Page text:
Interestingly, the carnival season actually began months ago on Nov. 11, at 11:11 a.m. The precise date and time is no coincidence. It stemmed from a strong anti-French sentiment following the French Revolution. France ruled under the motto, “Equality, Liberty, Fraternity.” Germans simply took the first letter of each motto’s values, to spell Elf, or the number 11 in German. Hence celebrations begin on the eleventh day of the eleventh month, at 11:11 a.m., naturally.

If you didn’t start partying in November, not to worry! There are six days devoted to carnival celebrations. Each day also has a special name in German. (All dates are for 2019).

Feb. 20 - Thursday - Donnerstag:  The Thursday before Ash Wednesday serves as an unofficial holiday in many regions of Germany. Parties, music, parades, and celebrations often start on Thursdays, and won’t end until Tuesday. Thursday is a happy day that’s celebrated under several names, such as Fat (Fett), Greasy (Schmotziger) or Nonsensical (Unsinniger) Thursday. In many villages, women flood the town square to celebrate Old Women’s Fasching, as Weiberfastnacht, where they will cut neckties from men, but reward them with a kiss. 

Feb. 21- Friday - Freitag:  On Sooty Friday (Russiger Freitag), prime TV stations broadcast several “Royal” Fasching programs. In January, cities elected a Fasching Prince and Princess, and assembled a “royal” 11-member council, called the Elferrat. This royalty takes over prime-time television Friday evening. Programs feature a four-hour show filled with all things carnival to include dancing, parodies and of course, lots of comedy routines.

Feb. 22 - Saturday - Samstag:  Carnation Saturday (Nelkensamstagi) or Greasy Saturday (Schmalziger Samstag) is traditionally a day of smaller parades. Spectators often dress in costume and bring bags to catch any candy that might be thrown during the parade.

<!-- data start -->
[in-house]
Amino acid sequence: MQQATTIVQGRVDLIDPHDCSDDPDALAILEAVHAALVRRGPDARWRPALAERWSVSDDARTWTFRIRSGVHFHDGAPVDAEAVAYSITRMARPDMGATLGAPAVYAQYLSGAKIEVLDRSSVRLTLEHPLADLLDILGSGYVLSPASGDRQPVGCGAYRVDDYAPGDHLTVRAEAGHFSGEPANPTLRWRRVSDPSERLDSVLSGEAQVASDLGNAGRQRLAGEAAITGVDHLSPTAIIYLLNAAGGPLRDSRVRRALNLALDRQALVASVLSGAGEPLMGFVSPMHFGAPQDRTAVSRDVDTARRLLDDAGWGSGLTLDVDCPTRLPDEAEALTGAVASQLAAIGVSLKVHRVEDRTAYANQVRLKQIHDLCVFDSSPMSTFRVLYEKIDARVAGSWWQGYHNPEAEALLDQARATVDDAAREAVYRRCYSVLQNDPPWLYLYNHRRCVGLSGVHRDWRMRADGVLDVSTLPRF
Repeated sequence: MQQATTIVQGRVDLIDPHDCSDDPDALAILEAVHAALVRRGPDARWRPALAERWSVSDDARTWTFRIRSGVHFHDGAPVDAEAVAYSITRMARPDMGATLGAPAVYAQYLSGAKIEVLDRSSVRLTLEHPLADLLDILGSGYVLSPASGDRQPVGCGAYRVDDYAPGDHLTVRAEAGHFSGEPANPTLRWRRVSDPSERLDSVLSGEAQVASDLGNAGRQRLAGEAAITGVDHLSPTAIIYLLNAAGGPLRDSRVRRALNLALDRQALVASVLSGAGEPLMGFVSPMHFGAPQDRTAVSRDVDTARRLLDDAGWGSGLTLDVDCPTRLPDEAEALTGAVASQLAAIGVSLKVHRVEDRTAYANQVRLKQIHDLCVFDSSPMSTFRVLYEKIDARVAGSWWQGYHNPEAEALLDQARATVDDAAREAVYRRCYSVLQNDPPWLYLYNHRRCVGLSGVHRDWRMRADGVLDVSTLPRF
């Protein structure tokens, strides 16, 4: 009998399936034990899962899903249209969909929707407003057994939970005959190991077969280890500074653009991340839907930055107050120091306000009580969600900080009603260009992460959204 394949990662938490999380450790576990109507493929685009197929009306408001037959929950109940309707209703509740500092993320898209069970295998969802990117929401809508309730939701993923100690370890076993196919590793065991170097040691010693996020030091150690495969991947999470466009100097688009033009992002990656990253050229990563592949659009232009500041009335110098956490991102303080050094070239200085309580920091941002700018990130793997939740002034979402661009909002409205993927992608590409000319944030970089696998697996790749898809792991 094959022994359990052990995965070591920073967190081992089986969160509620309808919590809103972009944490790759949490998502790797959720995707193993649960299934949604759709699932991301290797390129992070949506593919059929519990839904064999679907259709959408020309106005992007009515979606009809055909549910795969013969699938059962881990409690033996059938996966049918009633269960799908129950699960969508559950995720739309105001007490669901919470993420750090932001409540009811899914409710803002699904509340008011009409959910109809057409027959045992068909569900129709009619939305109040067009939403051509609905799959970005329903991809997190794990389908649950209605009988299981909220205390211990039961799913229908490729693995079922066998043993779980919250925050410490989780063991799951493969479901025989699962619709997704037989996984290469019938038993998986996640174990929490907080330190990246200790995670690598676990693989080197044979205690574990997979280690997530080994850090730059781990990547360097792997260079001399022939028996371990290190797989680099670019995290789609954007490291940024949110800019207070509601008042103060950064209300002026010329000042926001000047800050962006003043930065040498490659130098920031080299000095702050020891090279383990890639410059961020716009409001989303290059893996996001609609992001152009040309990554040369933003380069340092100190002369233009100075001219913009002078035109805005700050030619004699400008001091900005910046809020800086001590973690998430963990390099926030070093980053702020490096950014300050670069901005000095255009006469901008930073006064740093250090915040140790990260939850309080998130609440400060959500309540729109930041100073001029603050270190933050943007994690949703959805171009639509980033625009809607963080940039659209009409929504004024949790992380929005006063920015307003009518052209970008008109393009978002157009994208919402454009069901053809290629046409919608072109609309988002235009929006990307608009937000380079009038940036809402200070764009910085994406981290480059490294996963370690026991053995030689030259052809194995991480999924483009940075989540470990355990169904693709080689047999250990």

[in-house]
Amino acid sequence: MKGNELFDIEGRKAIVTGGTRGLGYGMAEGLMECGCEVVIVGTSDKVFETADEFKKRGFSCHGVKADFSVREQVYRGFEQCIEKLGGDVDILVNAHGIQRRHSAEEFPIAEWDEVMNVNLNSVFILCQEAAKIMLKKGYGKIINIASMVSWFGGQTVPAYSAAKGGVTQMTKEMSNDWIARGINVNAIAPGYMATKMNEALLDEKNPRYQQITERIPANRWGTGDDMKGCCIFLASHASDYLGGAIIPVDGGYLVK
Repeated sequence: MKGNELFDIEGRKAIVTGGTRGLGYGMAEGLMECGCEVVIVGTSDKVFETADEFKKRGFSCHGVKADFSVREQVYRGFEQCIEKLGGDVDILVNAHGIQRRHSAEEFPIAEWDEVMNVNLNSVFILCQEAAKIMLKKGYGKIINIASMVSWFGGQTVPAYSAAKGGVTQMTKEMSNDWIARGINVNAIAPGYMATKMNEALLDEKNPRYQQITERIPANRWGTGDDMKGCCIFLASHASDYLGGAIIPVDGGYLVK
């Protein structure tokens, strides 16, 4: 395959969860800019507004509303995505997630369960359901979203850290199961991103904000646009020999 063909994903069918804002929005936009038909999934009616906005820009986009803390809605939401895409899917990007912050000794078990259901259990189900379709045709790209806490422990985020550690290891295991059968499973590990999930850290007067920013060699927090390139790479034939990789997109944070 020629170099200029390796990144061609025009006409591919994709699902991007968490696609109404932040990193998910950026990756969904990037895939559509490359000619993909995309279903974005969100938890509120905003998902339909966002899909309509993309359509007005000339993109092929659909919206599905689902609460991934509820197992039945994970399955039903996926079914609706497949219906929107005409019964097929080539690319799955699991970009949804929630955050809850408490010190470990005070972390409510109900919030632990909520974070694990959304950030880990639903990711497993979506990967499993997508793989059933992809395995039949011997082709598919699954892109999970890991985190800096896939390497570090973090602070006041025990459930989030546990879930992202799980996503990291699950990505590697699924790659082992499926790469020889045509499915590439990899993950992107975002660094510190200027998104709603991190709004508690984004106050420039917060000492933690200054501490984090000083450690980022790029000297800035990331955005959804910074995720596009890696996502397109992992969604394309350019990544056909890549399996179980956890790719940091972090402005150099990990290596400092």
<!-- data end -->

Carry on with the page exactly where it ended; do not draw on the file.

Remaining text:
Feb. 23  – Sunday – Sonntag: The “biggest” carnival parades are held Sunday or Monday, depending on the region. Southern regions celebrating Fasching, use Tulip Sunday (Tulpensonntag) for their largest parades, notably Munich and Würzburg.

Feb. 24  – Monday – Montag: Northern regions celebrating Karneval designate Rose Monday, (Rosenmontag) for their parades, most notably Cologne. Fit in with the locals by donning masks or costumes – and don’t forget a bag for candy and trinkets tossed from the parade floats!

Feb. 25 – Tuesday - Dienstag: The last days of revelry are coming to a close on Shrove Tuesday, (Fasnachtsdienstag). The evening is often marked with gorgeous masquerade balls, where attendees unveil their masks at midnight to symbolically reveal their true identities “hidden” during the costumes of carnival. Bonfires are also common, and straw figurines (often witches) are tossed into in the flames to burn away sins committed during carnival.    

Remember, carnival celebrations are regional – thus the biggest celebration days do vary throughout the country. In southern Germany, the biggest Fasching celebrations unfold in Munich and Würzburg. But if you want to experience the “Oktoberfest” of Karneval – make your way to Cologne, where Germany’s best-known and largest carnival celebration is held, the Kölner Karneval – complete with a six-kilometer parade on Rose Monday!

No matter which way you choose to celebrate it, the beauty of Germany’s “fifth season” beams with cultural richness. Whether you celebrate it as Karneval or Fasching, brave the crowds to catch parade candy, waltz your way through a masquerade, watch the colorful festivities from home on television, or join the locals and party in the streets – there truly is no wrong way to enjoy carnival!